Linked by Thom Holwerda on Sat 5th Feb 2011 00:14 UTC
Multimedia, AV Piracy hurts the content industry. This has been the common line of thought in the piracy and copyright debate for years now, and even though study after study highlight that this is simply not the case - or at least, not as clear-cut a case - the content industry and its avid fans continue to spread this party line. Well, yet another study, this time from the Japanese government, has concluded that piracy actually increases anime DVD sales.
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daveak
Member since:
2008-12-29

Oh stop with this complete bullshit that piracy is legal. The Netherlands and all other European countries are signatories of the Berne convention therefore copyright laws apply. More so the Netherlands is a member of the EU so the EU copyright directive will apply although maybe you haven't implemented it quite just yet).

If there is a piece of legislation in your country that overrides international treaty then please identify it along with the section that states you are allowed to breach copyright law. There may be exemptions that state you are allowed to copy material you own for your own use but there will not be anything that states you can take anything you like legally.

Reply Parent Score: 0

Thom_Holwerda Member since:
2005-06-29

If there is a piece of legislation in your country that overrides international treaty then please identify it along with the section that states you are allowed to breach copyright law. There may be exemptions that state you are allowed to copy material you own for your own use but there will not be anything that states you can take anything you like legally.


There is, reiterated in various high-profile court cases and by several ministers of Justice. Our laws on the 'thuiskopie' (personal copy, paragraph 1, article 16b copyright law 1912) do not state the copy itself has to come from a legal source. As such, the consequence is that even if the source is illegal, you are allowed to download it. This is not just my interpretation - it has consistently been confirmed like this by courts of law and our minister of Justice.

There has been talk of changing this, but there is simply no majority for it in parliament. As our Justice minister explained several times, making downloading illegal would serve no purpose, since it would only criminalise the entire population with no way to actually do anything about it. The key concept is that you need to actually profit off breaking copyright law before it makes sense to prosecute.

In addition, there's a levy on empty media.

This construction allows law enforcement to go after professional pirates, without clogging up the legal system as is happening in the US.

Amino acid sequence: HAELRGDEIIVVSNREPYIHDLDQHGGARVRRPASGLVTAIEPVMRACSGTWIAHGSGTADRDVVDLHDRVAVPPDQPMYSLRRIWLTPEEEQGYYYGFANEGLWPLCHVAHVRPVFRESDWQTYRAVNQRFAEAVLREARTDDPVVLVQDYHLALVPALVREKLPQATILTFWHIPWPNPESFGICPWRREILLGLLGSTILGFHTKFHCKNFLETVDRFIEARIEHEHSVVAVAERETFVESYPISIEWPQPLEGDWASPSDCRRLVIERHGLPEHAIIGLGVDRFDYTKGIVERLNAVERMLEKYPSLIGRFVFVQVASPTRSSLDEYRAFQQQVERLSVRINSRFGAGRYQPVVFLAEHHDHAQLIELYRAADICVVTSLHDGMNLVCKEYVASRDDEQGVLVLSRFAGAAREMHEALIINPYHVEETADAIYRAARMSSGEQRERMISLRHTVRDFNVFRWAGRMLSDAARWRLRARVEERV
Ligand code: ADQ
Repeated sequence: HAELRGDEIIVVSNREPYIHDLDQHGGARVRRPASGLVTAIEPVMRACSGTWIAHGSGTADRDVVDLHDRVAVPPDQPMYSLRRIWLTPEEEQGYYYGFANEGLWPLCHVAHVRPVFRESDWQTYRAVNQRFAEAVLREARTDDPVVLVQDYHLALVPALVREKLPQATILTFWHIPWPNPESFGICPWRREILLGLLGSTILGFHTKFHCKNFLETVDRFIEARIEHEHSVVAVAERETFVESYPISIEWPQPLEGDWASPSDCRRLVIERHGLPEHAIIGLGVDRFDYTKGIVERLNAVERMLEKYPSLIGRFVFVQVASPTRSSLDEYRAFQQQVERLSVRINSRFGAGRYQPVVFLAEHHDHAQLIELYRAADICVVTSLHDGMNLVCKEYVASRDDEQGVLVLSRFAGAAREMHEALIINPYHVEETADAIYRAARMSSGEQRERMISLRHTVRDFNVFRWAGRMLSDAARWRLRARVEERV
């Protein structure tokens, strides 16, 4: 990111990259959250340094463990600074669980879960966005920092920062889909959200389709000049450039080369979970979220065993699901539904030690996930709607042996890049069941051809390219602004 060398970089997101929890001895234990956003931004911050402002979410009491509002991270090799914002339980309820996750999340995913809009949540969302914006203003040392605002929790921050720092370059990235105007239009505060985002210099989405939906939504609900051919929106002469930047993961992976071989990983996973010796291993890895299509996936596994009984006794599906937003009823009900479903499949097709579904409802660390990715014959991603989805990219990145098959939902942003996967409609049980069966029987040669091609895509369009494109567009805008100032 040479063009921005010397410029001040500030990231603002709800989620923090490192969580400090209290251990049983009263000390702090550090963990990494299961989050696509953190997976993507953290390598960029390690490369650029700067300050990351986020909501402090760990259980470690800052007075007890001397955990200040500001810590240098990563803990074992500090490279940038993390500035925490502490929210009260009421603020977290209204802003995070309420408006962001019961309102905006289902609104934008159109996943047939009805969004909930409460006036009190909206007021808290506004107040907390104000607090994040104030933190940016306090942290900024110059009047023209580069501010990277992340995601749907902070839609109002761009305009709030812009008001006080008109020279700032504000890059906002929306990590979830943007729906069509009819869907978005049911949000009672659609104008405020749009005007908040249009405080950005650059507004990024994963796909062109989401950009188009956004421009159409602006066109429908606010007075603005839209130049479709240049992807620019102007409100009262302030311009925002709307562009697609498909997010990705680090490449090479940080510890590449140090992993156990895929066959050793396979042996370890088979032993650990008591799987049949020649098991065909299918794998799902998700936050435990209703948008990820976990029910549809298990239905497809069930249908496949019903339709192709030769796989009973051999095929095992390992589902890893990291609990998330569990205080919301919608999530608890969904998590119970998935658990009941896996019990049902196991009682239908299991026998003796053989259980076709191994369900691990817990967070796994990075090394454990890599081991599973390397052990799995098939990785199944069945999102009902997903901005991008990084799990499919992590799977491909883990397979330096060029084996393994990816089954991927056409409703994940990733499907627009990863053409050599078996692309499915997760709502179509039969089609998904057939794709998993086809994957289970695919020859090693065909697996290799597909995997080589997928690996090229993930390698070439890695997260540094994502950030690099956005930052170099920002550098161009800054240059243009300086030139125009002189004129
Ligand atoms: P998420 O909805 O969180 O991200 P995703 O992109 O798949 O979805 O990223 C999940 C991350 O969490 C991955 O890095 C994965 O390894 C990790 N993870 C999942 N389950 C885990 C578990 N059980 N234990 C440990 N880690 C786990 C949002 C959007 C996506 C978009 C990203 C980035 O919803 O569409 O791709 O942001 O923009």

http://www.iusmentis.com/auteursrecht/nl/thuiskopie/

This is the way many European countries approach copyright enforcement, and it's a good interim solution until copyright law is finally rewritten from the ground-up for the digital age.

I'm sorry if this annoys you, but it's established fact. Remember that we do not have common law, and as such, judges do not have any influence on lawmaking like judges on the US do. As such, it is impossible for this to change without amendments being made to our copyright law - which is unlikely to happen since even several music industry groups are vehemently opposed to it. These music industry groups argue that art is supposed to be heard and seen, and making downloading illegal will hinder this.

http://tweakers.net/nieuws/70953/artiestenbonden-en-consumentenbond...

Reply Parent Score: 2

daveak Member since:
2008-12-29

Finally a cited source for the constant claims, although how this covers the "many European countries" part I'm not sure so I will still remain annoyed at that part. Thank you. It is however possibly only just the case in the UK as our EU directive implementation only just came into force but I would have to check if it is as lenient as your laws. I suspect it is closer to what I have found for France. I've not found a canonical source yet but to quote from a passed amendment on their EU directive implementation:

"The author cannot forbid the reproductions made on any medium from an on-line communication service by a natural person for his personal use with no direct or indirect commercial purposes, except for the copies of a software other than a backup copy, provided the reproductions make the object of a royalty as stated by article L. 311-4 ."

My interpretation of this is a backup copy of software is allowed, other copies are not. Which if this went through would imply it would still be illegal in France for software subject to whatever article L. 311-4 says of course.

I believe, but can't find the source sorry, that a European court judge has stated that publication of material occurs in the country the server is located. As such you are breaking the law in that country so the piracy isn't 100% legal there just isn't much that can be done about it.

Not sure if your "we" in do not have common law is just the Netherlands or Europe wide but the UK has common law, and also from a little bit of reading case law, i.e. decisions made by judges affecting future outcomes does happen in the Netherlands so they do have an influence based off their interpretation.

Now in order to save face a little I will argue semantics. You say piracy is legal. If it isn't copyright infringement to download a personal copy then there is no piracy taking place in your country, this means that Piracy is illegal, just that you are not commit it ;)

Reply Parent Score: 1